As is well known in the art, operating system 14, application programs 16 or other program modules comprise sequences of instructions that can be executed by the processing units 12a-12n. The term program module can refer to the original source code or to the executable, or machine language, version. A source code program module comprises all statements and files necessary for complete interpretation or compilation, and an executable program module can be loaded into a given environment and executed independently of other programs.

In the preferred embodiment, the operating system 14 is the "WINDOWS NT" operating system, illustrated in detail in FIG. 2. Referring to FIG. 2, the "WINDOWS NT" operating system is divided into two parts: the "kernel mode" 20 and the "user mode" 22. The kernel mode 20 is a privileged processor mode in which the operating system code runs, with access to system data and to the hardware 30. The hardware 30 is part of the computer system 10 shown in FIG. 1 and may include processing units 12a-12n, memory device 18 and input/output (I/O) devices (not shown). Referring back to FIG. 2, the user mode 22 is a nonprivileged processor mode in which servers (or "subsystems") 32 and application programs 16 run, with a limited set of interfaces available and with limited access to system data.

The kernel mode portion of the operating system 14 is called the "executive" 24. The executive 24 comprises modules that implement virtual memory management, object (resource) management, I/O and file systems, interprocess communication, and portions of the security system. The structure and operation of certain components of the executive 24 will be described in detail below.

The bottommost portions of the executive 24 are called the "kernel" 26 and the "hardware abstraction layer" ("HAL") 28. The kernel 26 performs low-level operating system functions, such as thread scheduling, interrupt and exception dispatching, and multiprocessor synchronization. The hardware abstractions layer (HAL) 28 is a layer of code that isolates the kernel 26 and the rest of the executive 24 from platform-specific hardware differences. The HAL 28 hides hardware-dependent details such as I/O interfaces, interrupt controllers, and multiprocessor communication mechanisms. Rather than access hardware 30 directly, the components of the executive 24 maintain portability by calling the HAL 28 routine when platform-specific information is needed.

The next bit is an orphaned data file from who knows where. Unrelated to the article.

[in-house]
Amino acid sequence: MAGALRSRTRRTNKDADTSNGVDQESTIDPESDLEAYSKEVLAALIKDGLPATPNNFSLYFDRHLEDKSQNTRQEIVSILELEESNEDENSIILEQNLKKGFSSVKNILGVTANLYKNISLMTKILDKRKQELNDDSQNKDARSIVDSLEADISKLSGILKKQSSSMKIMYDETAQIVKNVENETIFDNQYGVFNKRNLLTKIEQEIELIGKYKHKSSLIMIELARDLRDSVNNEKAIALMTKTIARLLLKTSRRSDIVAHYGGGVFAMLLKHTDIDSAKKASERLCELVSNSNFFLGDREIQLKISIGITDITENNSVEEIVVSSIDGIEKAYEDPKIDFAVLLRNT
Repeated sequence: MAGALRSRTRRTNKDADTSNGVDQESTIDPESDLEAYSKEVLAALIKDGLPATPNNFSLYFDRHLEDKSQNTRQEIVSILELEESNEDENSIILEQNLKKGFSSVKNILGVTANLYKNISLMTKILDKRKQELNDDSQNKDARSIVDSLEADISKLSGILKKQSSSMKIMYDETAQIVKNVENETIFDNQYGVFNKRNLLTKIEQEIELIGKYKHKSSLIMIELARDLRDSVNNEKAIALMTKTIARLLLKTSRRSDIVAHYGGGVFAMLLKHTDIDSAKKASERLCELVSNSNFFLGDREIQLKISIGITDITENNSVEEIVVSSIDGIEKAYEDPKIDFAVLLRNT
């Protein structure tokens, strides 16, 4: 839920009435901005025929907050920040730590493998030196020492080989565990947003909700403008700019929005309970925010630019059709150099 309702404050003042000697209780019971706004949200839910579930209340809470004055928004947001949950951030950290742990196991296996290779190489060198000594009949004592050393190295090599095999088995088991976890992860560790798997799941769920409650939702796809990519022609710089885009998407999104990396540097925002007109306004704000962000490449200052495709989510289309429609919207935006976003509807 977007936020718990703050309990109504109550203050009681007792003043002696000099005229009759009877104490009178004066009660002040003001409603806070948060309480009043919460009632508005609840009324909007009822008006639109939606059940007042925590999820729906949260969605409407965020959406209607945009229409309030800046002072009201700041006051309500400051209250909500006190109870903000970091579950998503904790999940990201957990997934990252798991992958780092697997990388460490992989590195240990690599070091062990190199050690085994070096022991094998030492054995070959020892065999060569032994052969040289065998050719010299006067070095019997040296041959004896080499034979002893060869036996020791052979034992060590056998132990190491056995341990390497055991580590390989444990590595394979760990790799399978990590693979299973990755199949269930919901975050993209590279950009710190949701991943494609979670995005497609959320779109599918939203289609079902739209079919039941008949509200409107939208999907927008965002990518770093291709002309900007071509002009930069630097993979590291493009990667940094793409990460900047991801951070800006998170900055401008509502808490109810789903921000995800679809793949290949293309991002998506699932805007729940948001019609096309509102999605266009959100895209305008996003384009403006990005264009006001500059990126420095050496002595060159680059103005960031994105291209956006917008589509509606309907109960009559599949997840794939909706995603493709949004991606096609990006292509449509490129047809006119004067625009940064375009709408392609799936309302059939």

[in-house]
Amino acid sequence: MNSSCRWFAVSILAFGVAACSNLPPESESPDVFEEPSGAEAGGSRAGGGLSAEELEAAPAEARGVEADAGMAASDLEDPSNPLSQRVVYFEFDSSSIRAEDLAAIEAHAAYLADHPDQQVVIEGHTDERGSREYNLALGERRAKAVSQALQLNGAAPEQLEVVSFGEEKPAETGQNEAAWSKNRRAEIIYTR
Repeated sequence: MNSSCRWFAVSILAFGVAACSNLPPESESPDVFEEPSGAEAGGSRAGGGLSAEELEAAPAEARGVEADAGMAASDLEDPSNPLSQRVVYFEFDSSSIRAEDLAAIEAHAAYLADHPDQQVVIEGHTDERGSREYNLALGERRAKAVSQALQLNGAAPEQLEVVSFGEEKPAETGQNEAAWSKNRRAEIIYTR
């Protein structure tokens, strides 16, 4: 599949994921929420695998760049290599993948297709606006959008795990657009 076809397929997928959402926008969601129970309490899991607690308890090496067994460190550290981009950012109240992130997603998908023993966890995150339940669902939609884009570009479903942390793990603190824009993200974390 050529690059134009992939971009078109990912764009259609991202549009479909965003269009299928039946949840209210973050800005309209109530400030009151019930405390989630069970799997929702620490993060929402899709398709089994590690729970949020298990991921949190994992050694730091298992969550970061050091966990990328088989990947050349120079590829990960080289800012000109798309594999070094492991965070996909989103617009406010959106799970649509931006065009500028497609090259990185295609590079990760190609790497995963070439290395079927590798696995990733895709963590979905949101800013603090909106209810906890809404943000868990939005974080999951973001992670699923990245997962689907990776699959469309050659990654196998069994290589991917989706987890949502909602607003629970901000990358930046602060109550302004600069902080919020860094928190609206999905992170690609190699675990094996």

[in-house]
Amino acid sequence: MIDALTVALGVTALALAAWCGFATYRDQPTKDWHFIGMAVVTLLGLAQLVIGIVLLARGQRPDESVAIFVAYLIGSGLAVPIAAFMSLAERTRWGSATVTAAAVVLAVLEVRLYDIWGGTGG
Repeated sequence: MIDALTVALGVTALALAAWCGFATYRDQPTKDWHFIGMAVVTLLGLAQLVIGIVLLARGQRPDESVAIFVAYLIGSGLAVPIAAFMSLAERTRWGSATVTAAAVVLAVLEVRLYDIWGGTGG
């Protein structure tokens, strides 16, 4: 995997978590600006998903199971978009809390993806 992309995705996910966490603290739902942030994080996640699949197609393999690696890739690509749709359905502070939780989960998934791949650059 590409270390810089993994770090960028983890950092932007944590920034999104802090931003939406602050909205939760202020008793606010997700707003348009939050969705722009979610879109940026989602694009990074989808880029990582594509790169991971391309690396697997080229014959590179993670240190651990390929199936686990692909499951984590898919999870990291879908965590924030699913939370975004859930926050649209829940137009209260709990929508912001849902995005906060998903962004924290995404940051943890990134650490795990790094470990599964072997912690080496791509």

The user mode portion of the operating system 14 is divided into several "subsystems" 32, also called servers, such as the Win32 subsystem 32a, and applications or "clients" 34, such as the Win32 client 34a. Each subsystem 32 implements a single set of services, for example, memory services, process creation services, or processor scheduling services. The Win32 subsystem 32a, for example, makes a 32-bit application programming interface (API) available to application programs 16. Each subsystem 32 runs in user mode 22, executing a processing loop that checks whether a client 34 has requested one of its services.

The client 34, which may be another operating system component or an application program 16, requests a service by sending a message to the subsystem 32, as represented by the solid arrow between the Win32 client 34a and the Win32 subsystem 32a. The message passes through the executive 24, which delivers the message to the subsystem 32. After the subsystem 32 performs the operation, the executive 24 returns the results to the client 34 in another message, as represented by the dotted arrow between the Win32 subsystem 32a and the Win32 client 34a.